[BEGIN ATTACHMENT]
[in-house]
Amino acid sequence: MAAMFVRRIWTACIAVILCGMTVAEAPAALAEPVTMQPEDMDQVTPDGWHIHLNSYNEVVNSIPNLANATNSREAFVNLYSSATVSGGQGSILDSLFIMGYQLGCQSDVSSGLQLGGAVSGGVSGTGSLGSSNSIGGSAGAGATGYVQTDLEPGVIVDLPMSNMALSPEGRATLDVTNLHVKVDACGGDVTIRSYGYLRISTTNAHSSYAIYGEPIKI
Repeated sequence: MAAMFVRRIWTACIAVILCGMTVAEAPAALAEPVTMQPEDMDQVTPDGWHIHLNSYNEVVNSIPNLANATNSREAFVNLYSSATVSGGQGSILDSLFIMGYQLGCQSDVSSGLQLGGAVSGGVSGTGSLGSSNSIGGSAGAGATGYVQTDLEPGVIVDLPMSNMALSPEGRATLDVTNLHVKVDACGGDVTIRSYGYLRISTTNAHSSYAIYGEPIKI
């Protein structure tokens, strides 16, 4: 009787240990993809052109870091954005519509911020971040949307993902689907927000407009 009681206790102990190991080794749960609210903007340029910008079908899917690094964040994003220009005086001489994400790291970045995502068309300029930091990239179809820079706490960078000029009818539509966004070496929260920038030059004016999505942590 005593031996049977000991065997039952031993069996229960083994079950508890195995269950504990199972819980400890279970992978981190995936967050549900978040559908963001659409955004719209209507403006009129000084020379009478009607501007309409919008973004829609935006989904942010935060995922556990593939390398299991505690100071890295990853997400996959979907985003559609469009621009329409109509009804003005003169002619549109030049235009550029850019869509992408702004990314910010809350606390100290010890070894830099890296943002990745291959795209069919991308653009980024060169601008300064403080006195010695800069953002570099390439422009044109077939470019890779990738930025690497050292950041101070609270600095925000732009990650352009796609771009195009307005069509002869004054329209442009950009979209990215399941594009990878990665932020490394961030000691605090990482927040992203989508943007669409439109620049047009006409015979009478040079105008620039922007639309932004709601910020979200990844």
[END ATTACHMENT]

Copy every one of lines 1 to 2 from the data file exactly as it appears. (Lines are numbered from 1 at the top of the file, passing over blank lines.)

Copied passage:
[in-house]
Amino acid sequence: MAAMFVRRIWTACIAVILCGMTVAEAPAALAEPVTMQPEDMDQVTPDGWHIHLNSYNEVVNSIPNLANATNSREAFVNLYSSATVSGGQGSILDSLFIMGYQLGCQSDVSSGLQLGGAVSGGVSGTGSLGSSNSIGGSAGAGATGYVQTDLEPGVIVDLPMSNMALSPEGRATLDVTNLHVKVDACGGDVTIRSYGYLRISTTNAHSSYAIYGEPIKI